Re: Always an important consideration
I am sure there will be cat calls. I've made a few myself over some of the odd UI choices MS have thrown through.
The thing is, my personal feeling is that Windows 7 struck the right balance from a usability perspective.
Windows 8 could have carried that on - indeed, the beta releases had a registry key that would restore the Windows 7 style start menu, but MS decided to try and force a touch-based UI onto a desktop device with a mouse and keyboard (I obviously include laptops in that). Underneath the madness, Windows 8 itself wasn't even a particularly bad OS
Moving things for the sake of moving them - or even moving them but giving no clear guidance or explanations as to why they're being moved just tends to frustrate people.
And remember - we here in the El Reg forums are NOT your typical user by a long stretch. I have had to deal with users who are still so computer illiterate that the slightest of changes can cause them days or weeks of pain to relearn their day to day tasks.
The UI changes from Windows 2000 -> XP - Vista -> 7 were fairly modest. Things tended for the most part to be where people expected them in the language they knew. 8 was a travesty and 8.1 barely made it any better. 10 started to bring things back to a normal that people recognised, but again there was this disconnection with e.g. some things in control panel, some in settings and some even in both! You could resize elements of the UI (I accidentally resized part of the taskbar icons once accidentally with a touchpad and swipe gestures).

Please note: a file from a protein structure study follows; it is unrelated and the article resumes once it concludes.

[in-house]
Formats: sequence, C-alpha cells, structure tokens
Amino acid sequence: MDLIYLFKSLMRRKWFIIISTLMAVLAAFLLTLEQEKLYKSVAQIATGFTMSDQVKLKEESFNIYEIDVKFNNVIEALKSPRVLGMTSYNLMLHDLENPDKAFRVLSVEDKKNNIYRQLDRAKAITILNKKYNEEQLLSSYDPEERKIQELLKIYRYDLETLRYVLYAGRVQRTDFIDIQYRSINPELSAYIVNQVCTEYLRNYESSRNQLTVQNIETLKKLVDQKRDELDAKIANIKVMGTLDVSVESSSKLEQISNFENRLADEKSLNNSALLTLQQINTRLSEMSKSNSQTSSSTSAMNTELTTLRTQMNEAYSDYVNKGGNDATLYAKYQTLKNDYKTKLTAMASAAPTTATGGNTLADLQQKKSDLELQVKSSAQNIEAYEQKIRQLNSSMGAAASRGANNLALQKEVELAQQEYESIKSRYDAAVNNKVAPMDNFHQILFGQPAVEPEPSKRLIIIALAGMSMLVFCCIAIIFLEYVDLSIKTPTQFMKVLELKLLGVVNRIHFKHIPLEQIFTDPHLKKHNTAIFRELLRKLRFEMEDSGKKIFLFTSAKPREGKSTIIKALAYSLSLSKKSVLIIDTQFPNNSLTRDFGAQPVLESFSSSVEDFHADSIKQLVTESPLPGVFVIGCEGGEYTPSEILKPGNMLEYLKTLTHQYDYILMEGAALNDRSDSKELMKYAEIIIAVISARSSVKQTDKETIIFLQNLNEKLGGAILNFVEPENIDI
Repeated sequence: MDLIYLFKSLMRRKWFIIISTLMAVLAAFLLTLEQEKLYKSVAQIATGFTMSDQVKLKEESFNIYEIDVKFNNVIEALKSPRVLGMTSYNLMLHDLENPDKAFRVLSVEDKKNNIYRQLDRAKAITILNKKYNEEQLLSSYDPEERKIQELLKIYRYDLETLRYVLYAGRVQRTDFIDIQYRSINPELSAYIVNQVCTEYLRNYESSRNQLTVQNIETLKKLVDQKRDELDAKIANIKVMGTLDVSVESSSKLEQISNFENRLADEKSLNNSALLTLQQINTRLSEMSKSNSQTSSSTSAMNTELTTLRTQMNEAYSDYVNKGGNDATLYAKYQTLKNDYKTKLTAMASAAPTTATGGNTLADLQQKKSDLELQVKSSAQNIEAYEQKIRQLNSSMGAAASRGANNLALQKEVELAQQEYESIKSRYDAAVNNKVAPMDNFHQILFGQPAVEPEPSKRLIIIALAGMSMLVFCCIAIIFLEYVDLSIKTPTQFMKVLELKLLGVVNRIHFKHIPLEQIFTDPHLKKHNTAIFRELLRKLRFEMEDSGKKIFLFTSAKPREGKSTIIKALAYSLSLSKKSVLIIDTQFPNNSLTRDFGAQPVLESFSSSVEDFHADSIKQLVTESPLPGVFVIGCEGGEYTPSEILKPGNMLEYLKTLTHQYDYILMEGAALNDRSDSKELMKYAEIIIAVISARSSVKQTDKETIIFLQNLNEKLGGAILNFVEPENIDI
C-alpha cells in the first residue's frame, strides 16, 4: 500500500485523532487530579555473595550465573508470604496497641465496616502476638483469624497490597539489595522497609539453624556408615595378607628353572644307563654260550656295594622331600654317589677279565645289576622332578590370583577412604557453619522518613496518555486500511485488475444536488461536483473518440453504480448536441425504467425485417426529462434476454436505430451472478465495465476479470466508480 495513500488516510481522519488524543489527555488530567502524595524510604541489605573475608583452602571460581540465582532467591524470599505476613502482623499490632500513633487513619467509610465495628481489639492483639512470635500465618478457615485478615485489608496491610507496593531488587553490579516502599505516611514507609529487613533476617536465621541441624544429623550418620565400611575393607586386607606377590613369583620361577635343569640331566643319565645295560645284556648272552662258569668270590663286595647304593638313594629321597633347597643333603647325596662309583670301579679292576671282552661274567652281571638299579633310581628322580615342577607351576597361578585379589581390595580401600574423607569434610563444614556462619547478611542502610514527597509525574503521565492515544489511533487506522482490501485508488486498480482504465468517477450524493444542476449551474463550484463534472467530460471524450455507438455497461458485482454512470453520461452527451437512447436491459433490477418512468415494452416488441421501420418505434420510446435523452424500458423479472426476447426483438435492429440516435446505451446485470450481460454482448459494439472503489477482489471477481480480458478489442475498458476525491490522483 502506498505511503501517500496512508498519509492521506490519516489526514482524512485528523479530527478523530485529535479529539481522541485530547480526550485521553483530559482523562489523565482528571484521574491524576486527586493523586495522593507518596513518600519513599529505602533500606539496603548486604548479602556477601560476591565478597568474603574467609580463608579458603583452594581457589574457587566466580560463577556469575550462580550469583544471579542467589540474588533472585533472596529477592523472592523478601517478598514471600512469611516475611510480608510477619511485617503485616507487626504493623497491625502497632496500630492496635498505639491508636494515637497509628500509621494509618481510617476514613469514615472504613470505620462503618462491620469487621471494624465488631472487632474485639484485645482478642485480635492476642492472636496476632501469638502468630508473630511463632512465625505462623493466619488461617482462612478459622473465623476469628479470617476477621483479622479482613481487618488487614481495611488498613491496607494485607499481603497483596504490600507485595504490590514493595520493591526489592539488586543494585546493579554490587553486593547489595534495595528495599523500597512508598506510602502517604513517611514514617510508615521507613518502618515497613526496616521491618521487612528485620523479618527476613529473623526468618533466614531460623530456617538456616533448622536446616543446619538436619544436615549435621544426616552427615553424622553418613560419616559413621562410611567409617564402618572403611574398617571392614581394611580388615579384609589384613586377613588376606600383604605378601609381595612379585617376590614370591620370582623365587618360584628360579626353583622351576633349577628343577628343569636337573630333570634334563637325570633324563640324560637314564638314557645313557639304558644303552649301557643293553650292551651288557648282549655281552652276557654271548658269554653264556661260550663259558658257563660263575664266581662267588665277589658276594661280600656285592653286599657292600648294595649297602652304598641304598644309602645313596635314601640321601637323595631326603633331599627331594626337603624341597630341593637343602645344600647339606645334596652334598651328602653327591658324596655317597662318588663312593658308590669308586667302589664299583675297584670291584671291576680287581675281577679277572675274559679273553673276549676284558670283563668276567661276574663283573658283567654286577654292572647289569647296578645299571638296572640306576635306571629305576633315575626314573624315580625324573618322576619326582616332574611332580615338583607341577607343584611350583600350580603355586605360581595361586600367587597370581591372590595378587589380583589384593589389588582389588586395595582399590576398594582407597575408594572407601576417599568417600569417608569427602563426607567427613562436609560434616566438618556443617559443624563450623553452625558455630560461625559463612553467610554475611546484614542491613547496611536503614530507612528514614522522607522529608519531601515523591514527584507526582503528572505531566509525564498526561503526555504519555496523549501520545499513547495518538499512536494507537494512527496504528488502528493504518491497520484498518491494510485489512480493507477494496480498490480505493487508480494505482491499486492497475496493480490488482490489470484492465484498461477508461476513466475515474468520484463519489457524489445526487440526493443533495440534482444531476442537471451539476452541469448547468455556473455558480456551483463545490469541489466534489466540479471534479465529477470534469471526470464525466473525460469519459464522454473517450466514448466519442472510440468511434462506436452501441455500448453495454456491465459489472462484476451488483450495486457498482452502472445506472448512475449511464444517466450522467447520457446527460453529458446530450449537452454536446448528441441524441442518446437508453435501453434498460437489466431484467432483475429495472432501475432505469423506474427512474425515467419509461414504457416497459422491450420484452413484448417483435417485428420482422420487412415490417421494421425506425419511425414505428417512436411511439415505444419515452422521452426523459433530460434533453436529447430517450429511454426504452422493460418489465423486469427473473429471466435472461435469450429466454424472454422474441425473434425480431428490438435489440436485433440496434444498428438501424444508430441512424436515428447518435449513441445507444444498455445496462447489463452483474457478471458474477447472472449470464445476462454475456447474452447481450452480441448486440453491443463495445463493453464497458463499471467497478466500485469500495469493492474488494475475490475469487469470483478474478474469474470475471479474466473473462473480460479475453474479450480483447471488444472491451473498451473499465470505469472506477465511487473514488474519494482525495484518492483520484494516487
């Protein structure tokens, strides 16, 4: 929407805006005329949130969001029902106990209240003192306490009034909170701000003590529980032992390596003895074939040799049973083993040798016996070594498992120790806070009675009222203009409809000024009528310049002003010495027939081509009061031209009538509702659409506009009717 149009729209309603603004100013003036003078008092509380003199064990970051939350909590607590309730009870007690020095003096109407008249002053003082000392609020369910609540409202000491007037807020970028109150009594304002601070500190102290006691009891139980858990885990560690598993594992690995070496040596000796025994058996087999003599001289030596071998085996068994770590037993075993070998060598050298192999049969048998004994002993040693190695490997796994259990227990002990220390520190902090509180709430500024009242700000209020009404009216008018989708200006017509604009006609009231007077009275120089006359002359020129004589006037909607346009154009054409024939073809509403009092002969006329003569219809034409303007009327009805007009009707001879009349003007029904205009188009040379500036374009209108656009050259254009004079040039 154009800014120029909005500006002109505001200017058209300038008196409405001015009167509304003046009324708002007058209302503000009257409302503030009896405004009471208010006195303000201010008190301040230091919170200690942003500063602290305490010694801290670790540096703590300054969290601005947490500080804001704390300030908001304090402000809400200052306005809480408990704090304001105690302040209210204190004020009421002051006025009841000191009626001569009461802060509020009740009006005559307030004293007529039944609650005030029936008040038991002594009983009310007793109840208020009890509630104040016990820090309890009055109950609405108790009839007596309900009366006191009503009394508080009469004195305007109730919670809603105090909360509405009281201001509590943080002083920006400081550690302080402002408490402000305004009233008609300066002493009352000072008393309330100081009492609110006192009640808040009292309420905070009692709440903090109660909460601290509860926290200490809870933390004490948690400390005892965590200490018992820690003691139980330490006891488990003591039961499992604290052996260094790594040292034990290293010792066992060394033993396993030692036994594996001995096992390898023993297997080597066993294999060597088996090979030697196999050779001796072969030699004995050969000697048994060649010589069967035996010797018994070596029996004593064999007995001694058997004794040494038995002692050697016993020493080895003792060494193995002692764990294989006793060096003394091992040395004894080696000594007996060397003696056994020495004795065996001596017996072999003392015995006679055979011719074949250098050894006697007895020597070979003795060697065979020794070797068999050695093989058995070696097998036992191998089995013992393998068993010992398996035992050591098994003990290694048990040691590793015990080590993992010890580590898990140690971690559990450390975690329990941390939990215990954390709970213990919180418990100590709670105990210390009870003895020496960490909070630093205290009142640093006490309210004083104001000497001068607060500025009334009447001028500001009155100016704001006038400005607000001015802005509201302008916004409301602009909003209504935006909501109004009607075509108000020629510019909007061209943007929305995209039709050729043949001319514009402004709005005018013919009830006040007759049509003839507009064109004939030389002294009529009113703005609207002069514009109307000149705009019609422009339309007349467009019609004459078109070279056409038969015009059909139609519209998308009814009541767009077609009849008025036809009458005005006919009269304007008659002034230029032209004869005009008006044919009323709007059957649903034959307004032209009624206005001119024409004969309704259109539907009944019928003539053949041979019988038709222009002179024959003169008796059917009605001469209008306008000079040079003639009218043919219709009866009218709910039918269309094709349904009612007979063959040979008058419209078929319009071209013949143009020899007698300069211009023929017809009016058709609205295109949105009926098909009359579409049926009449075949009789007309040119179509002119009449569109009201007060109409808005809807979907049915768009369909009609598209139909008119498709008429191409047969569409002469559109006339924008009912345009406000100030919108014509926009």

Part of the problem seems to be that MS are trying, somewhat unsuccessfully, to make one OS for all but fucking it up.
It shouldn't be hard, either:
Home edition - no domain join, gamebars and other shite that have no place in an enterprise and forced updates (I know that will win me no prizes but I think enough of us have had to deal with the horrors of activation-hacked versions of XP or just never-updated versions of later versions to justify this).
Professional/Workstation/Enterprise (call it what you will) version - can join a domain, has none of the tat, has no telemetry, has control over deploying patches.
Leave the really handy small applications alone like Notepad and Paint and add a decent snipping tool back in because lord knows those things are really really useful when you just need to grab something quickly, note something quickly or are generating e.g. install documents.
MS seem to have really lost sight of the fact that whilst yes, it's expensive and time consuming to do bulk upgrades every 3, 5, 7 years or whatever a place chooses, it's just as important to have a stable system that people understand, can find things, and aren't battling a constant change and that under-pressure support staff aren't having to relearn every 12-18 months!
Something they actually do with LTSC, but oh wait...yeah it isn't a day-to-day general purpose OS apparently.
TL/DR - stop moving stuff for the sake of moving it and/or at least explain why it's being moved :-)